Saturday, July 25, 2015

Riviera Di Ponente

A narrow strip of land between the Mediterranean and the mountains of the Maritime Alps and Apennines, the Italian Riviera is divided into two main sections: the Riviera di Ponente (coast of the setting sun) and Riviera di Levante (coast of the rising sun). Genoa is the division between the two; together, they extend from France to Tuscany.

Today’s post will focus on the Riviera di Ponente. Boarding a westbound train at Genova Brignole, the closest station to our hotel, Gina and I spent the day traveling to Ventimiglia. Fortunately, the train had air conditioning, as it was about 90 degrees Fahrenheit with 80 percent humidity -- unusual weather according to many locals.

San Remo and Ventimiglia are in the long-established flower growing industry locally. The Riviera di Ponente features a markedly different and more down-to-earth atmosphere than the opulent and pretentious Riviera di Levante. This stretch of coastline is famous for its particularly mild climate and relaxed way of life.

Reminds me of the old joke about the American tourist and the elderly Italian olive farmer sipping limoncello and staring off into the sunset.

The “merigan” notices that the olives are just dropping on the ground here and there, and asks: “Who do these trees belong to?” “They're mine,” replies the old man. “Don’t you gather the olives?” queries the tourist?

“I pick one when I want one,” comes the old man’s response. “Don’t you realize,” continues the exasperated tourist, “that if you prune the trees and picked the olives at their peak, Americans would pay top dollar for the olive oil?”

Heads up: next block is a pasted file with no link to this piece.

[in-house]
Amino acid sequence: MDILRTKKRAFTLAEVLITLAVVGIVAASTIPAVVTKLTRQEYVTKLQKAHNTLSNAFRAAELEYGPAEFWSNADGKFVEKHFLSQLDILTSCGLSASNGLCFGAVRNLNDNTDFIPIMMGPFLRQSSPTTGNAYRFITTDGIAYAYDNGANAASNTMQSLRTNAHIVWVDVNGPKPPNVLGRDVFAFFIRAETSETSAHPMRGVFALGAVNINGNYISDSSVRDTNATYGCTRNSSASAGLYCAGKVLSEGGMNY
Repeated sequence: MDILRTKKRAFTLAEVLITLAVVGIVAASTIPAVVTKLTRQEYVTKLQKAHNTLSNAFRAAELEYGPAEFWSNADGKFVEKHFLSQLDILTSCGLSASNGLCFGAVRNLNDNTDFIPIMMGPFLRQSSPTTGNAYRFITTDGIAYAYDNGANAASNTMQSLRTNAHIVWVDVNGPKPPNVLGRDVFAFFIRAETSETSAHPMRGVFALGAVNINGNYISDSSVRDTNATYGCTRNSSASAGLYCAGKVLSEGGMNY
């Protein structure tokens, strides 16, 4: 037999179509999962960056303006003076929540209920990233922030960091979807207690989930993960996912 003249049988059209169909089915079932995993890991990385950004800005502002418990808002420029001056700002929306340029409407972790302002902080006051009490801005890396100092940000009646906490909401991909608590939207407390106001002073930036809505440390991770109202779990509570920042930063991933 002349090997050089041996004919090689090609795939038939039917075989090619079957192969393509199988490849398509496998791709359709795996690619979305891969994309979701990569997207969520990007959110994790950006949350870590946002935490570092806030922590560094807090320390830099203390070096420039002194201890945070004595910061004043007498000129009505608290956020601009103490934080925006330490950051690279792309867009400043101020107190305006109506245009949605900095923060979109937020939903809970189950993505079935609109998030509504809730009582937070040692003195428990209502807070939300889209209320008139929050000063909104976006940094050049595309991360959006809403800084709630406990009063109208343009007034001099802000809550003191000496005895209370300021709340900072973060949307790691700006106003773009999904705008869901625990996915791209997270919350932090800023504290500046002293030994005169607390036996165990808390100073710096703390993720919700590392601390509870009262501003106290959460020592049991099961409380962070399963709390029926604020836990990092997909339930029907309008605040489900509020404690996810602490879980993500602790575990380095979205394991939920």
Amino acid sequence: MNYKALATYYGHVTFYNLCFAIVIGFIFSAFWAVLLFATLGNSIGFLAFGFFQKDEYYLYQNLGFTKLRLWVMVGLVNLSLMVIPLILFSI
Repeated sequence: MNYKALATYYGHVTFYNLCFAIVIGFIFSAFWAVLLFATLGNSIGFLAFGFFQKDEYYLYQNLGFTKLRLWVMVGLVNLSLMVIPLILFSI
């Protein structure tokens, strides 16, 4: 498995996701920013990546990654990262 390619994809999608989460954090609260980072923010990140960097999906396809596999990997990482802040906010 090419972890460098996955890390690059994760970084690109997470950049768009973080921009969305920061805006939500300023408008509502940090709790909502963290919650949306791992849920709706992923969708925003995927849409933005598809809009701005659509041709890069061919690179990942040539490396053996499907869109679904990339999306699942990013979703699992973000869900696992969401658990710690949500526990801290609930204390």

“What would I do with the money?” asks the old man. “You could build yourself a big house and hire servants to do everything,” counters the American.

“And then what would I do?” asks the old man, perplexed. “You could do anything you want,” responds the tourist with enthusiasm.

“You mean, like sit outside and sip limoncello at sunset?” offers the old man. Yep, the Riviera di Ponente is that kind of place: laid back.

Historically, the border of the Riviera di Ponente was positioned farther west, through what is now French territory, and as far as the little independent nation of Monaco. Ventimiglia itself it a former customs post.

The train took us through Savona, Noli, Finale Ligure, Loano, Albenga, Alassio (which was a favorite haunt of Ernest Hemingway), Cervo, Diana Marina, Imperia, Bussana Veccia, San Remo and Bordighere before arriving in Ventimiglia.

The town is known on both sides of the French/Italian border for its lively Friday Market, which features hundreds of vendors selling everything under the Ligurian sun. On a hill on the western bank of the Roia River, Ventimiglia’s medieval town is crowned with a 12th-century cathedral. The town is primarily residential.

With less than two hours until our return train to Genoa, we did our best to check out the beaches and parks in the time we had, stopping for a gelato in the downtown area before departure. On the way back, we almost missed our connecting train in Savona, but thanks to a diligent porter, we made it onto the right train.

1 comment:

Jorman223 said...

Good ole Ventimiglia. A nice little hamlet in the Italian Riviera. Great spot!